Building on the success of William & Mary’s #NoTitleNeeded campaign, which emphasizes that no formal position is needed to be a leader, Srour posited that students who want to make a difference do not need to establish their own organization from scratch.

“Entities do not solve problems; the people behind them do,” Srour said.

Given that his field is called social entrepreneurship, Srour also pointed out that future social entrepreneurs needed a firm grasp on business principles—especially how to market their ideas.

“You have to figure out how to market yourself. There’s a lot of competition in this space,” he said.

Even so, Srour told his audience that there was one key to social entrepreneurship success without which no endeavor will succeed: passion for the cause.

“Knowledge is nothing without passion,” he said.

The business of making a difference

After the opening address, SECon attendees split into a variety of workshop sessions designed to help students foster relationships with alumni mentors and build the business skills needed for success in social entrepreneurship.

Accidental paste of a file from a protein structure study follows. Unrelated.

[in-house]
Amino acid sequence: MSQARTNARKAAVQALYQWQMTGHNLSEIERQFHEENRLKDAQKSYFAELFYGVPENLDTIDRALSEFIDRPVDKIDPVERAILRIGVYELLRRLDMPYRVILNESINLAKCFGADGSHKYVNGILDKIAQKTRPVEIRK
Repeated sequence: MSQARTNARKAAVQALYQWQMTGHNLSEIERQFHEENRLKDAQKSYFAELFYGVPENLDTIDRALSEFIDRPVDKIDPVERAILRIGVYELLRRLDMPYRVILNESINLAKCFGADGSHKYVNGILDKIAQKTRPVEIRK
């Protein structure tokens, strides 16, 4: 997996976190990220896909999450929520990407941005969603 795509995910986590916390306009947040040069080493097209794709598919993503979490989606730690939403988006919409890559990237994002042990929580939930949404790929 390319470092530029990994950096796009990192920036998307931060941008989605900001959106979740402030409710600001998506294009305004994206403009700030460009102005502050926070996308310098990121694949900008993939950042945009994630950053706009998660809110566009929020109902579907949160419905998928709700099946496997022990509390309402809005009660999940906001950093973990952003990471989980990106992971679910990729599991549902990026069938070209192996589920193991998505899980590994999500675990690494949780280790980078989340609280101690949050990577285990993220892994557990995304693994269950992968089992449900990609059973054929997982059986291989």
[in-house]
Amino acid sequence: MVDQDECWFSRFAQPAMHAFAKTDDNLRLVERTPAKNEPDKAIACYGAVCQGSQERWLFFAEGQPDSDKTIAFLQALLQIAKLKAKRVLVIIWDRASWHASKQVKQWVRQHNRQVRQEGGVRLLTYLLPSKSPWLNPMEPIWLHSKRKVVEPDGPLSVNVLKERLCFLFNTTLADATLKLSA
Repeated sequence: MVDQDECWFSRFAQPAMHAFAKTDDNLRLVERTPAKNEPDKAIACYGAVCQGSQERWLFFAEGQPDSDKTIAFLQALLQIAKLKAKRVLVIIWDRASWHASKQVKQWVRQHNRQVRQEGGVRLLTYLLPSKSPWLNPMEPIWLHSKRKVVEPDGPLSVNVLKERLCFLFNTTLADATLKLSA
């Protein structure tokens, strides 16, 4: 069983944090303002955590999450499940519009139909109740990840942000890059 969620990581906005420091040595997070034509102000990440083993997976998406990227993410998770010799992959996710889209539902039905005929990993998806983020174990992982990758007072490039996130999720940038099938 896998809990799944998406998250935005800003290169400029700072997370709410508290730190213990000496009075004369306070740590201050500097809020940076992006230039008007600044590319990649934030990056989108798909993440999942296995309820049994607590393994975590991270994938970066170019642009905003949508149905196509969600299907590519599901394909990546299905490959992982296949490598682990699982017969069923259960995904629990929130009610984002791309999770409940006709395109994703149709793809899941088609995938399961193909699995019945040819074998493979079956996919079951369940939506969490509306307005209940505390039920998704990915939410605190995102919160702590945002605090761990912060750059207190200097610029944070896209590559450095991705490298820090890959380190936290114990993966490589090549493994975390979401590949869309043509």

These sessions were a primary draw for many of the student attendees.

“I wanted to come to SECon to learn how to integrate business and community service,” said Laini Boyd ’18, a member of AIM 4, a year-long program sponsored by the Office of Community Engagement for incoming freshmen aspiring to active citizenship.

Maddie Hanborg ’18, another member of the 2014 AIM 4 cohort, came to SECon to get the tools she needs to continue her service work long after her time at William & Mary.

“I think it’s a unique opportunity to see how people in the professional and corporate world have continued living lives of community service and how we can do that in our future as well,” she said.